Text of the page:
2017 review: An 'unholy' alliance redefines Maldives politics

Its been nearly a decade since Maldives politics has seen a semblance of calm. Since the country's first democratic elections in 2008, the archipelago has witnessed a police mutiny, the premature end of a government, nationwide protests and a marathon presidential election, with a tumultuous political landscape that does not look that it would quieten down.

Though no one in the Maldives would be surprised by its politics or the antics of its politicians, 2017 delivered an unfathomable development which took the entire country by shock.

The now self-exiled former president Mohamed Nasheed, in 2008 had ousted former president Maumoon Abdul Gayoom after the latter had ruled the country with an iron fist for three decades. Gayoom and Nasheed are as top government officials aptly described 'oil and water'. The best of enemies separated by their thoroughly contrasting political ideologies.

But one should never make the rookie mistake of underestimating Maldives politics. And that proved to be the case when on March 24, the unthinkable happened. Gayoom and Nasheed along with Jumhoory Party (JP) leader Gasim Ibrahim and religiously conservative Adhaalath Party (AP) leader Sheikh Imran Abdulla inked an 'unholy' pact to form what they called a 'reform alliance'.

If one chooses to set aside the differences of the ultimate arch nemesis of Maldives politics the notion of a united opposition can be understood albeit as the last straw remaining for the opposition leaders in the face of oblivion. Incumbent president Abdulla Yameen Abdul Gayoom had flexed his majority in parliament and the rather taboo 'influence' over the judiciary to suffocate and ultimately do away with the opposition. One by one, the political playing field has been cleared to make way for the younger Gayoom's re-election next year. His elder half brother was unceremoniously deposed from the very party he founded while the rest, Nasheed, Gasim and Imran have been jailed on more than contentious charges.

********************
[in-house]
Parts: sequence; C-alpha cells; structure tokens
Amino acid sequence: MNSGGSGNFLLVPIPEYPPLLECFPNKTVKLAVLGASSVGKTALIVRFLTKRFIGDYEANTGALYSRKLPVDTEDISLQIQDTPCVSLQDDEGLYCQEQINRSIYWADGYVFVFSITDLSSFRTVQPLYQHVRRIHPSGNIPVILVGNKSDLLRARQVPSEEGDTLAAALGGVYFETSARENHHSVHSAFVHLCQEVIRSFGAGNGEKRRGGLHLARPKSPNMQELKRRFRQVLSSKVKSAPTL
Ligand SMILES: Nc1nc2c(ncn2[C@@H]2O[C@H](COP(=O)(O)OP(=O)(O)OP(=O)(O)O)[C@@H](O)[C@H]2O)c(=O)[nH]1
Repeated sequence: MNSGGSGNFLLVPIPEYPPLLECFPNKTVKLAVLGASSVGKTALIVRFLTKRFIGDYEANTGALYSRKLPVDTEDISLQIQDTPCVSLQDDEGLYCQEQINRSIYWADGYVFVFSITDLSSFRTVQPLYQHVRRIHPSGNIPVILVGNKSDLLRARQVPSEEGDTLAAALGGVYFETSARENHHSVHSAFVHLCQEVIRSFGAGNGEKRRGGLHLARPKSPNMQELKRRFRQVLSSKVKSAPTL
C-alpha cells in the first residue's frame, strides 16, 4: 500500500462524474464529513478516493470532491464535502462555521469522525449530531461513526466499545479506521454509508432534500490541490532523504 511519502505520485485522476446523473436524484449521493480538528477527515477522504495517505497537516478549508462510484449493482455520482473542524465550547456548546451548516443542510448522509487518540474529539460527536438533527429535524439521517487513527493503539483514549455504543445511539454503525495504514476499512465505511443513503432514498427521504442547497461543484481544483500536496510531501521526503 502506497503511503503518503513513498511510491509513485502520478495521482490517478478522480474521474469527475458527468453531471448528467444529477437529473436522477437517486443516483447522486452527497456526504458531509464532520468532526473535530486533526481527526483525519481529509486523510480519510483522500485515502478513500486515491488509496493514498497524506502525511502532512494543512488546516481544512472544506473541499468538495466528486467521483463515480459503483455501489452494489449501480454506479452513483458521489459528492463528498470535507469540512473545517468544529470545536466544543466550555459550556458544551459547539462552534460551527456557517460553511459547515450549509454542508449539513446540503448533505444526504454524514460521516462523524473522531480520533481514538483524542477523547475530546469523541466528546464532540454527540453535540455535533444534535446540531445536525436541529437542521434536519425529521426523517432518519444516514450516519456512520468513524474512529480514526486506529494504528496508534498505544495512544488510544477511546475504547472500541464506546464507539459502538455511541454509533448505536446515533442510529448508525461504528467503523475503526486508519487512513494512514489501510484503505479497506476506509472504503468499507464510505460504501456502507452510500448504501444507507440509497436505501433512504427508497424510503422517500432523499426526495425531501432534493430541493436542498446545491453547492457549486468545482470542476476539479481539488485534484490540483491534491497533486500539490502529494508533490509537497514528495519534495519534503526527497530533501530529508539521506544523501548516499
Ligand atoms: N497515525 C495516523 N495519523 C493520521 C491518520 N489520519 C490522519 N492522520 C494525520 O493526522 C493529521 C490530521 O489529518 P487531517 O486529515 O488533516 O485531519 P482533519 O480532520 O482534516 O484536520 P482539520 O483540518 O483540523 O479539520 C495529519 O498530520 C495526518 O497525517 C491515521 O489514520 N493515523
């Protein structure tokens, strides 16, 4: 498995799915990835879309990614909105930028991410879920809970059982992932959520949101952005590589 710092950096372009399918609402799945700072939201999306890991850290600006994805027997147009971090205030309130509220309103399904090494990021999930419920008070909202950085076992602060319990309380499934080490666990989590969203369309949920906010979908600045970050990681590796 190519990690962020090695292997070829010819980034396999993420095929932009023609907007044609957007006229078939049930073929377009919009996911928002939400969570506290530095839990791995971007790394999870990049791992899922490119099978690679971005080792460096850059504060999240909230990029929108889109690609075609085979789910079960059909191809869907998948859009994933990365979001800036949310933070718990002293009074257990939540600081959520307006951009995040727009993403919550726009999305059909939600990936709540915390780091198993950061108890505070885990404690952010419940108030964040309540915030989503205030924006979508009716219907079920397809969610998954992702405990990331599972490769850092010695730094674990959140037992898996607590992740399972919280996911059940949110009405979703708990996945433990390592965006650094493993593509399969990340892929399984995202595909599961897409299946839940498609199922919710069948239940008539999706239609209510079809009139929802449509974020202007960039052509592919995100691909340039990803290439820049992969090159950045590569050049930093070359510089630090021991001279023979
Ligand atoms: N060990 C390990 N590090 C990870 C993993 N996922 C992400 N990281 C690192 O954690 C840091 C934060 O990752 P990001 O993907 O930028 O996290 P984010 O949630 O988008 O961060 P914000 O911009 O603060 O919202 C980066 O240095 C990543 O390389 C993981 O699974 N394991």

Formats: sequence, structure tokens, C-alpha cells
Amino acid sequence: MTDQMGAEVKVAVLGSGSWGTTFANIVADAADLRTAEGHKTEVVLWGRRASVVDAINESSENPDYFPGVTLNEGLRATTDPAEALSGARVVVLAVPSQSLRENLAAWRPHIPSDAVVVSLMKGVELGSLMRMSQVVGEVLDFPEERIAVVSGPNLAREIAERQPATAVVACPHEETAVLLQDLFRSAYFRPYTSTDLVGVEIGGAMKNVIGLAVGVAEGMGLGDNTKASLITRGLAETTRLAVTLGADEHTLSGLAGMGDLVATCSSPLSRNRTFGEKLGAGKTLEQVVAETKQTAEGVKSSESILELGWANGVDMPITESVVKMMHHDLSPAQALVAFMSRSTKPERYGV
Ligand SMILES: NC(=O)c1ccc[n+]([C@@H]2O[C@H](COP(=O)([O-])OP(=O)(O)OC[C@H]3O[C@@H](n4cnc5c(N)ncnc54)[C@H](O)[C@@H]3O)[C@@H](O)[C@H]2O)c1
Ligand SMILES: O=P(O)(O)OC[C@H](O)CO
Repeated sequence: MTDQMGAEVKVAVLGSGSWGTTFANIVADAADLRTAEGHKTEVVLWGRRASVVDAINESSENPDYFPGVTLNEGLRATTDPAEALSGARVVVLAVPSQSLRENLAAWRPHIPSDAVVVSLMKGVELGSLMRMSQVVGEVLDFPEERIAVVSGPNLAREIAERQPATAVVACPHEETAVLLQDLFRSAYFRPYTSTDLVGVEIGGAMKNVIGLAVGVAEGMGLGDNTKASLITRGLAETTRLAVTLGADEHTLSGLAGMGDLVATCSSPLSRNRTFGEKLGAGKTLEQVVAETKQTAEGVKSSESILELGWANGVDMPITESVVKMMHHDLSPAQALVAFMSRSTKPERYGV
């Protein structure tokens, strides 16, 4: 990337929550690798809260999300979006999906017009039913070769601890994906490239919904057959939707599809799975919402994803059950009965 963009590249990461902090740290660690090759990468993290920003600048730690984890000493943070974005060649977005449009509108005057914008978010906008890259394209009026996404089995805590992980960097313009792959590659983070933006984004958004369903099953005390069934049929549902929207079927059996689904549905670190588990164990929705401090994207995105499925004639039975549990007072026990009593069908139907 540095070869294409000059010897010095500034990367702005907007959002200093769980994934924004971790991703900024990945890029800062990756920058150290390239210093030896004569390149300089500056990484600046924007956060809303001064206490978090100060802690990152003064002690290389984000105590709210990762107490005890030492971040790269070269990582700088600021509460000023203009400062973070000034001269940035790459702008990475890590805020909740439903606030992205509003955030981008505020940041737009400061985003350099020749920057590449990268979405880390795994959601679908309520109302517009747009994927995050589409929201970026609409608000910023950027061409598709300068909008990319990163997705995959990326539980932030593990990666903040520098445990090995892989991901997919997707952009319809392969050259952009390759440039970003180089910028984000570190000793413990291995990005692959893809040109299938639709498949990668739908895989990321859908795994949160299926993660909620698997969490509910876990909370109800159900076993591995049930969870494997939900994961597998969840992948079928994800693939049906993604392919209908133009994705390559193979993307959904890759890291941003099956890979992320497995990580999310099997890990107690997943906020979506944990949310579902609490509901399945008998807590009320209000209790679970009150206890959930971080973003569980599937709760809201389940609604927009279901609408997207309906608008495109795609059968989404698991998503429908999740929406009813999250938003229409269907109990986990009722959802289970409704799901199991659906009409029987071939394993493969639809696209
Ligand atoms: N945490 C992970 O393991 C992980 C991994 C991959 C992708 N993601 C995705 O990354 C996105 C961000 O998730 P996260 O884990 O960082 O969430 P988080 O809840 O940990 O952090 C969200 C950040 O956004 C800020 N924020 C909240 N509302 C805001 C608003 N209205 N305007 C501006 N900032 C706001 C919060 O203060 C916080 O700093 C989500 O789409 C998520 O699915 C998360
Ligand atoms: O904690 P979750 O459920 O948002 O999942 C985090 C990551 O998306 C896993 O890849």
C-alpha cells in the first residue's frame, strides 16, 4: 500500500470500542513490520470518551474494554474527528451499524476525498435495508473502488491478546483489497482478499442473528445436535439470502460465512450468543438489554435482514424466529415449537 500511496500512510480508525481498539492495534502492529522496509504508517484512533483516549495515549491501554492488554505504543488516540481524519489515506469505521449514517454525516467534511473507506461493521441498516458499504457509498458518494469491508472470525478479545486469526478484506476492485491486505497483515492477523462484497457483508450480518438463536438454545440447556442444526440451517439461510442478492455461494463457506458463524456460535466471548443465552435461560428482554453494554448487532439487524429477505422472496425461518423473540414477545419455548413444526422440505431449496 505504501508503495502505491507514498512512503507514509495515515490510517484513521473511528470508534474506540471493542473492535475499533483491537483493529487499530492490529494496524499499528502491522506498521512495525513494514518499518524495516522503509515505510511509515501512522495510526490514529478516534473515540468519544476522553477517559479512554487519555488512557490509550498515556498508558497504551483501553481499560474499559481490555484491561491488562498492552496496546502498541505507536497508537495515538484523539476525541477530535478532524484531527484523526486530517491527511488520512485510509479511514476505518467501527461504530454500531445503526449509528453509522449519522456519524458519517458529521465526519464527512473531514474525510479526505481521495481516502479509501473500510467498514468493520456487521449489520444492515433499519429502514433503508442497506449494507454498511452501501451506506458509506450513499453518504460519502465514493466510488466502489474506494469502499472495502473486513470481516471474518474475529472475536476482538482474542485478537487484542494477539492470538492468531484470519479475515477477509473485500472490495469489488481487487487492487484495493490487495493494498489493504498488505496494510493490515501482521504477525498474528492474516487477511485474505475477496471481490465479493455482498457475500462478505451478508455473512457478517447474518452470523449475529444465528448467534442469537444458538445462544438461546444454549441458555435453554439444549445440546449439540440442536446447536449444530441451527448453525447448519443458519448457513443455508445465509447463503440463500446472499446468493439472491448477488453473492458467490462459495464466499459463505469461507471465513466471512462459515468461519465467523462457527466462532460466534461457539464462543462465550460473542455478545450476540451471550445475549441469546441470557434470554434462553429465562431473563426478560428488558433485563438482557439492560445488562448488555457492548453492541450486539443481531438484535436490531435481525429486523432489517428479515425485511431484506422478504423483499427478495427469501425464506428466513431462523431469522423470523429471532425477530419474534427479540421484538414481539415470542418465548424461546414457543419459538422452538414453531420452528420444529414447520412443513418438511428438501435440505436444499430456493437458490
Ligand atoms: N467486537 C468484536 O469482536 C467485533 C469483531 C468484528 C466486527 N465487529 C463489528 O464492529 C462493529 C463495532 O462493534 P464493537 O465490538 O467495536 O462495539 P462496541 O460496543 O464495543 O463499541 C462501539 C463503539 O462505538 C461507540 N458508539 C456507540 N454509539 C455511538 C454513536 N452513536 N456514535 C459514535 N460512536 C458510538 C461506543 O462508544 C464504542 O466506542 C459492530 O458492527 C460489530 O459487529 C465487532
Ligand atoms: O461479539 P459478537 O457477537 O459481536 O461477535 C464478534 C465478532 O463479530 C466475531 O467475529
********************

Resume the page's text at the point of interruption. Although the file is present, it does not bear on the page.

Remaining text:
The flailing opposition buoyed by the once unspeakable alliance injected a fresh impetus to its efforts against president Yameen and his government. The alliance targeted the easily swayed lawmakers, convincing as many as a dozen government MPs to back a motion to unseat the parliament speaker and his deputy. For once, president Yameen was forced onto his back-foot as he struggled to hold onto his control over the parliament and such was the relentless pressure it did appear that his term in office would come to a premature end.

However, president Yameen played his trump card. His ruling party got the Supreme Court to issue an anti-defection ruling which disqualified the rebel MPs, seizing back parliament control from the opposition. Yameen also indefinitely jailed Gayoom's lawmaker son Faris Maumoon who was leading the opposition charge against his uncle and quashed much of the resistance.

As the year rolled to a close, the opposition appeared to abandon its efforts to oust president Yameen from office and instead look to next year's elections. But as many expected, the alliance seem to have hit a snag on the 'elephant in the room' -- who it would pick as a candidate to challenge Yameen. With the quartet ruled out either because of the age cap on a presidential candidate or a criminal sentence, and despite assurances to the contrary, cracks in the opposition alliance have already begun to appear.

It maybe the start of the new year on the calendar. But with the presidential elections on the horizon, for Maldives politics it would be more of the same. Tumultuous, ugly and full of twists. However, despite the notoriety of the country and its politicians, it seems extremely unlikely that the year could serve up a shock more unthinkable than a Gayoom-Nasheed alliance. But when it comes to Maldives politics, one would be wise not to speak too soon.